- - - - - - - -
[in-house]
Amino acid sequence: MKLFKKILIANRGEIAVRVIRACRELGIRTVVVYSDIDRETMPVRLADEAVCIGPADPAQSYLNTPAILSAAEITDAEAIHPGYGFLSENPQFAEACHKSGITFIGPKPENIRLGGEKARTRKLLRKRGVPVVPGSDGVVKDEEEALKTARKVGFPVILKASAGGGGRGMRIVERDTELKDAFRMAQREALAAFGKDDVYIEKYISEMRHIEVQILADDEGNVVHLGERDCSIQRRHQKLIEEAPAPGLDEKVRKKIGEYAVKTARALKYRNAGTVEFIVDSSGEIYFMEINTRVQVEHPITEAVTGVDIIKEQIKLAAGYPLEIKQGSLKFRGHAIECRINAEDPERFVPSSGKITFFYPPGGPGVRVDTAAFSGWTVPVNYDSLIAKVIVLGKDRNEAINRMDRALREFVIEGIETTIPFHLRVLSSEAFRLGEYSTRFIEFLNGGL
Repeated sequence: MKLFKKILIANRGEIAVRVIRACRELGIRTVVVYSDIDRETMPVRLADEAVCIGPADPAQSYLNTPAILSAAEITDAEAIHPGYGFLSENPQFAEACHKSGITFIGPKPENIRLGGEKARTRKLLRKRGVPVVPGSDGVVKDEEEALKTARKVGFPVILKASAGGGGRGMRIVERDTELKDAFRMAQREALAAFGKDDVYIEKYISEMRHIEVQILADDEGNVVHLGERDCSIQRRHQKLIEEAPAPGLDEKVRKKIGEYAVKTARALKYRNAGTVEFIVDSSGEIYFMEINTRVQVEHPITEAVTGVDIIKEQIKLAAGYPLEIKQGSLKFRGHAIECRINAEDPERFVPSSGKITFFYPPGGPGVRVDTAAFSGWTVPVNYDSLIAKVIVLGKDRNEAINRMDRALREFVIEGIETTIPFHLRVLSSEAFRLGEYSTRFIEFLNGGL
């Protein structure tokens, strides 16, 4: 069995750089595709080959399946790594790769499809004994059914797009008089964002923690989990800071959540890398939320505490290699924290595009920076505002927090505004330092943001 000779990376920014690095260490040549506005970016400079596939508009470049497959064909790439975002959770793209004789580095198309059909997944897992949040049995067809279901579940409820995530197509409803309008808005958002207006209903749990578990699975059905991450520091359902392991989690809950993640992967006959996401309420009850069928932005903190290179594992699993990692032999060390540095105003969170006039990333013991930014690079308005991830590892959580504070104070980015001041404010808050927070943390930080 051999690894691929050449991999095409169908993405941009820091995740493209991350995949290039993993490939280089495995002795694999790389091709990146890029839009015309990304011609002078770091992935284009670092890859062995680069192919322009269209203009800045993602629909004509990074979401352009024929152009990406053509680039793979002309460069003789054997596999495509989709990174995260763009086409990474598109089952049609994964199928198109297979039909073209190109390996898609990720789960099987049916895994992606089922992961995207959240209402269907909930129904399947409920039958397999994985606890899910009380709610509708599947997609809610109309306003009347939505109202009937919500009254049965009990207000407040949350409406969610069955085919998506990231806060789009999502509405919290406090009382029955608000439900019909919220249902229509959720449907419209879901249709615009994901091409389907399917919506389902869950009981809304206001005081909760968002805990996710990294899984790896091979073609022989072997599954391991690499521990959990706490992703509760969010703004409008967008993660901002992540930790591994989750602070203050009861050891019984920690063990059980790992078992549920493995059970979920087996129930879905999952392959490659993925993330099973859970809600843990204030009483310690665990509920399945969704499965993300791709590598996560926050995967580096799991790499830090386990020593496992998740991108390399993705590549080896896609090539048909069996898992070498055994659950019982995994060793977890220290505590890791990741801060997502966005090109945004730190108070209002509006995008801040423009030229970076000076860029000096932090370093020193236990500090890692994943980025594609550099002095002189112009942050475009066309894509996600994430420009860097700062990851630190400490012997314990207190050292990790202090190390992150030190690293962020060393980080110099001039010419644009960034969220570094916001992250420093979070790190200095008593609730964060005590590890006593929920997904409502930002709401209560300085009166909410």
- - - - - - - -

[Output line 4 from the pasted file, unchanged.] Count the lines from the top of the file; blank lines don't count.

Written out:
């Protein structure tokens, strides 16, 4: 069995750089595709080959399946790594790769499809004994059914797009008089964002923690989990800071959540890398939320505490290699924290595009920076505002927090505004330092943001 000779990376920014690095260490040549506005970016400079596939508009470049497959064909790439975002959770793209004789580095198309059909997944897992949040049995067809279901579940409820995530197509409803309008808005958002207006209903749990578990699975059905991450520091359902392991989690809950993640992967006959996401309420009850069928932005903190290179594992699993990692032999060390540095105003969170006039990333013991930014690079308005991830590892959580504070104070980015001041404010808050927070943390930080 051999690894691929050449991999095409169908993405941009820091995740493209991350995949290039993993490939280089495995002795694999790389091709990146890029839009015309990304011609002078770091992935284009670092890859062995680069192919322009269209203009800045993602629909004509990074979401352009024929152009990406053509680039793979002309460069003789054997596999495509989709990174995260763009086409990474598109089952049609994964199928198109297979039909073209190109390996898609990720789960099987049916895994992606089922992961995207959240209402269907909930129904399947409920039958397999994985606890899910009380709610509708599947997609809610109309306003009347939505109202009937919500009254049965009990207000407040949350409406969610069955085919998506990231806060789009999502509405919290406090009382029955608000439900019909919220249902229509959720449907419209879901249709615009994901091409389907399917919506389902869950009981809304206001005081909760968002805990996710990294899984790896091979073609022989072997599954391991690499521990959990706490992703509760969010703004409008967008993660901002992540930790591994989750602070203050009861050891019984920690063990059980790992078992549920493995059970979920087996129930879905999952392959490659993925993330099973859970809600843990204030009483310690665990509920399945969704499965993300791709590598996560926050995967580096799991790499830090386990020593496992998740991108390399993705590549080896896609090539048909069996898992070498055994659950019982995994060793977890220290505590890791990741801060997502966005090109945004730190108070209002509006995008801040423009030229970076000076860029000096932090370093020193236990500090890692994943980025594609550099002095002189112009942050475009066309894509996600994430420009860097700062990851630190400490012997314990207190050292990790202090190390992150030190690293962020060393980080110099001039010419644009960034969220570094916001992250420093979070790190200095008593609730964060005590590890006593929920997904409502930002709401209560300085009166909410």